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Shallow seamounts at ocean island hotspots and in other settings may record emergence histories in the form of submarine erosional terraces. Exposure histories are valuable for constraining paleo-elevations and sea levels in the absence of more traditional markers, such as drowned coral reefs. However, similar features can also be produced through primary volcanic processes, which complicate the use of terraced seamounts as an indicator of paleo-shorelines. In the western Galápagos Archipelago, we utilize newly collected bathymetry along with seafloor observations from human-occupied submersibles to document the location and depth of erosional terraces on seamounts near the islands of Santiago, Santa Cruz, Floreana, Isabela, and Fernandina. We directly observed erosional features on 22 seamounts with terraces. We use these observations and bathymetric analysis to develop a framework to identify terrace-like morphologic features and classify them as either erosional or volcanic in origin. From this framework we identify 79 erosional terraces on 30 seamounts that are presently found at depths of 30 to 300 m. Although intermittent subaerial connectivity between the islands has been hypothesized, the depths of these erosional terraces in the Santiago region are the first direct evidence of paleo-connectivity in the modern archipelago. Collectively, the terraces have non-randomly distributed depths. We suggest that peaks in the distribution of terrace depths likely represent long durations of exposure (i.e., sea-level still or lowstands). By comparing these peaks to those of subsidence adjusted sea-level curves, we identify the average subsidence rate that best reproduces the observed terrace distributions. These rates are 0.2–0.4 m/ka for this portion of the central Galápagos, since the formation of the seamounts, consistent with previous independent estimates. Using these subsidence rates and evidence for erosional terraces at depths up to 300 m, we conclude that all islands in the central archipelago have been intermittently connected starting between 435 and 900 ka. Individual island pairs have likely been repeatedly subaerially connected for short intervals since that time.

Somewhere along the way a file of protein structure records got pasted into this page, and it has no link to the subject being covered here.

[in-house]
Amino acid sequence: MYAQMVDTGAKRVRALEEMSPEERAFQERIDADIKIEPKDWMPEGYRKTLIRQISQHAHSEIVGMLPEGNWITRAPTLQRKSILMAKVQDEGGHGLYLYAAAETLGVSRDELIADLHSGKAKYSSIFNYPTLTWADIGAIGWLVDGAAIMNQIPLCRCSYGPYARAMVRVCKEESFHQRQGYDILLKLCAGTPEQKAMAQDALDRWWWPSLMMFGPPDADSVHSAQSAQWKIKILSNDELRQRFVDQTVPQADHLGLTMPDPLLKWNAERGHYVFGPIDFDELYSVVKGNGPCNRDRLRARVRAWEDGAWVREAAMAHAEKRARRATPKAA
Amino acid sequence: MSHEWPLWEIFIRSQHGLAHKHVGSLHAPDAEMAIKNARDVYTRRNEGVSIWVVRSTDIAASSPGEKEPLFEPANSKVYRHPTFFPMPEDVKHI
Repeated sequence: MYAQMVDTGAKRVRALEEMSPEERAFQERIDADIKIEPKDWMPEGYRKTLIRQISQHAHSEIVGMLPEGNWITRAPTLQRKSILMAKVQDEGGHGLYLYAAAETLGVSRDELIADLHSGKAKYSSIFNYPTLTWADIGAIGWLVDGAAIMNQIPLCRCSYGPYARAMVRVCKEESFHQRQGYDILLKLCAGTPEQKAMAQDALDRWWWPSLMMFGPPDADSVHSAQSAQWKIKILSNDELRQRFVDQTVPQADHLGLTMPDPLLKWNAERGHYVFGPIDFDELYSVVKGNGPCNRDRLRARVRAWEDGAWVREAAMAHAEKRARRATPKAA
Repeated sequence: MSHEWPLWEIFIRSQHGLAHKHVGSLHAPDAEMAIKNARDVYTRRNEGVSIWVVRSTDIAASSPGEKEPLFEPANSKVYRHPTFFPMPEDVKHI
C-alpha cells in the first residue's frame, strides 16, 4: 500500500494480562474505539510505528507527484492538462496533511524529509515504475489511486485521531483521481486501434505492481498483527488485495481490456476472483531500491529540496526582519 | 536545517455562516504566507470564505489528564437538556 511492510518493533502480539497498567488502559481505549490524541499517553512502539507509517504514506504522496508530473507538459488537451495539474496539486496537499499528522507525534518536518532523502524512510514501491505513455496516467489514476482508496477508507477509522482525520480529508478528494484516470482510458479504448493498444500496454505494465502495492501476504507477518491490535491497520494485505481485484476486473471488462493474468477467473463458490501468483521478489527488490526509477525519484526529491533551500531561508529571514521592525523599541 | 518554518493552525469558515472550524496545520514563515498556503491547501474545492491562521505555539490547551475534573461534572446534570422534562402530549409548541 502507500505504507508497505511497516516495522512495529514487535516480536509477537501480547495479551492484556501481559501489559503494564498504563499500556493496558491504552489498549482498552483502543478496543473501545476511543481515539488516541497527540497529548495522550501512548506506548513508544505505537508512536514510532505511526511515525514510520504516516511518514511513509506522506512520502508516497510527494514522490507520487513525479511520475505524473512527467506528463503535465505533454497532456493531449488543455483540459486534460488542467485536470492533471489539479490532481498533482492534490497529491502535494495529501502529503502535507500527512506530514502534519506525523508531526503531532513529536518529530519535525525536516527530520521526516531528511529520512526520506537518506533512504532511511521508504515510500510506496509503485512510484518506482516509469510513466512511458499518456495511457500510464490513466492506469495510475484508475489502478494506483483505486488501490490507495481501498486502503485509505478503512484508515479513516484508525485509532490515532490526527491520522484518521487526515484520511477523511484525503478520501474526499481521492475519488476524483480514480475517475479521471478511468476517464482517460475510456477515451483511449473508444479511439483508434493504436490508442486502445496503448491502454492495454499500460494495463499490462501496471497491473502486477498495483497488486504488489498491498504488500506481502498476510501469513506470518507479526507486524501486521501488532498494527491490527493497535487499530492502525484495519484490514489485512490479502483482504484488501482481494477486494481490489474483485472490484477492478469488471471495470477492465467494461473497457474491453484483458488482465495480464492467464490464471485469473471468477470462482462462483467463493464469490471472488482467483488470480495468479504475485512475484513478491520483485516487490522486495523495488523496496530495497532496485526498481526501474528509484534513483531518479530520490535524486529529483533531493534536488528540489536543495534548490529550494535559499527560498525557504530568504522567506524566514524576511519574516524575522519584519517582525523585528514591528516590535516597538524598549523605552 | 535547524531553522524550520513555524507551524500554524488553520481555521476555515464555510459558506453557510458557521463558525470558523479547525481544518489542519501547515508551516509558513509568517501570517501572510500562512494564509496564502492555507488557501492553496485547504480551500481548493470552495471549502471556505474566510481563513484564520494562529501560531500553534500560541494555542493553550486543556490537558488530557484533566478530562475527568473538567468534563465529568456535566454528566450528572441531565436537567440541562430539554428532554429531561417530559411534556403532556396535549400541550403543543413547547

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Creative Commons Attribution 4.0 International License
This work is licensed under a Creative Commons Attribution 4.0 International License.